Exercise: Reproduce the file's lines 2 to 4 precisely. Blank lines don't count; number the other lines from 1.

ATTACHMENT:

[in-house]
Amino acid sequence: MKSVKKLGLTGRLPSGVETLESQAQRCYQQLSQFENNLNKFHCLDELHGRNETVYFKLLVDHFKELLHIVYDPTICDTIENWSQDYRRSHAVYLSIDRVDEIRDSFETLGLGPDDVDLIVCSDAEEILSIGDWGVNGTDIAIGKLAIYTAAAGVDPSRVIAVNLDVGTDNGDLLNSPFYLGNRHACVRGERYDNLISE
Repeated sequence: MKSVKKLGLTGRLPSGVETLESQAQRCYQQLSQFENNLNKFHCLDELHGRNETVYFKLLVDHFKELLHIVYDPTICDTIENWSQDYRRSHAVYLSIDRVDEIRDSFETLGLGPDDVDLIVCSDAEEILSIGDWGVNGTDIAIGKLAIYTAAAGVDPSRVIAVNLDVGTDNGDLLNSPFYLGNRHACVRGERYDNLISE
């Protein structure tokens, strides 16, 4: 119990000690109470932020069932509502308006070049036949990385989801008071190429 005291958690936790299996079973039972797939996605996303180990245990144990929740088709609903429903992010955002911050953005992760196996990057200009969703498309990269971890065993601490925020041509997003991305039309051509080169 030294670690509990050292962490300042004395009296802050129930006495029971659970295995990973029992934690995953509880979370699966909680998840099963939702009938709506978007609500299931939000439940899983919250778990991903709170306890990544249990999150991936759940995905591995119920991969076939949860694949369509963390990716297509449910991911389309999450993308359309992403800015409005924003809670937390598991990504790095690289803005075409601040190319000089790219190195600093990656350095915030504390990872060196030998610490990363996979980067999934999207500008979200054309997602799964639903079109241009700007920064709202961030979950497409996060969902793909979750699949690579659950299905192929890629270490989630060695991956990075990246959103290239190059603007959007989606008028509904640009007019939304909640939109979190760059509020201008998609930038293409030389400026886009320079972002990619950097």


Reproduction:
Amino acid sequence: MKSVKKLGLTGRLPSGVETLESQAQRCYQQLSQFENNLNKFHCLDELHGRNETVYFKLLVDHFKELLHIVYDPTICDTIENWSQDYRRSHAVYLSIDRVDEIRDSFETLGLGPDDVDLIVCSDAEEILSIGDWGVNGTDIAIGKLAIYTAAAGVDPSRVIAVNLDVGTDNGDLLNSPFYLGNRHACVRGERYDNLISE
Repeated sequence: MKSVKKLGLTGRLPSGVETLESQAQRCYQQLSQFENNLNKFHCLDELHGRNETVYFKLLVDHFKELLHIVYDPTICDTIENWSQDYRRSHAVYLSIDRVDEIRDSFETLGLGPDDVDLIVCSDAEEILSIGDWGVNGTDIAIGKLAIYTAAAGVDPSRVIAVNLDVGTDNGDLLNSPFYLGNRHACVRGERYDNLISE
């Protein structure tokens, strides 16, 4: 119990000690109470932020069932509502308006070049036949990385989801008071190429 005291958690936790299996079973039972797939996605996303180990245990144990929740088709609903429903992010955002911050953005992760196996990057200009969703498309990269971890065993601490925020041509997003991305039309051509080169 030294670690509990050292962490300042004395009296802050129930006495029971659970295995990973029992934690995953509880979370699966909680998840099963939702009938709506978007609500299931939000439940899983919250778990991903709170306890990544249990999150991936759940995905591995119920991969076939949860694949369509963390990716297509449910991911389309999450993308359309992403800015409005924003809670937390598991990504790095690289803005075409601040190319000089790219190195600093990656350095915030504390990872060196030998610490990363996979980067999934999207500008979200054309997602799964639903079109241009700007920064709202961030979950497409996060969902793909979750699949690579659950299905192929890629270490989630060695991956990075990246959103290239190059603007959007989606008028509904640009007019939304909640939109979190760059509020201008998609930038293409030389400026886009320079972002990619950097």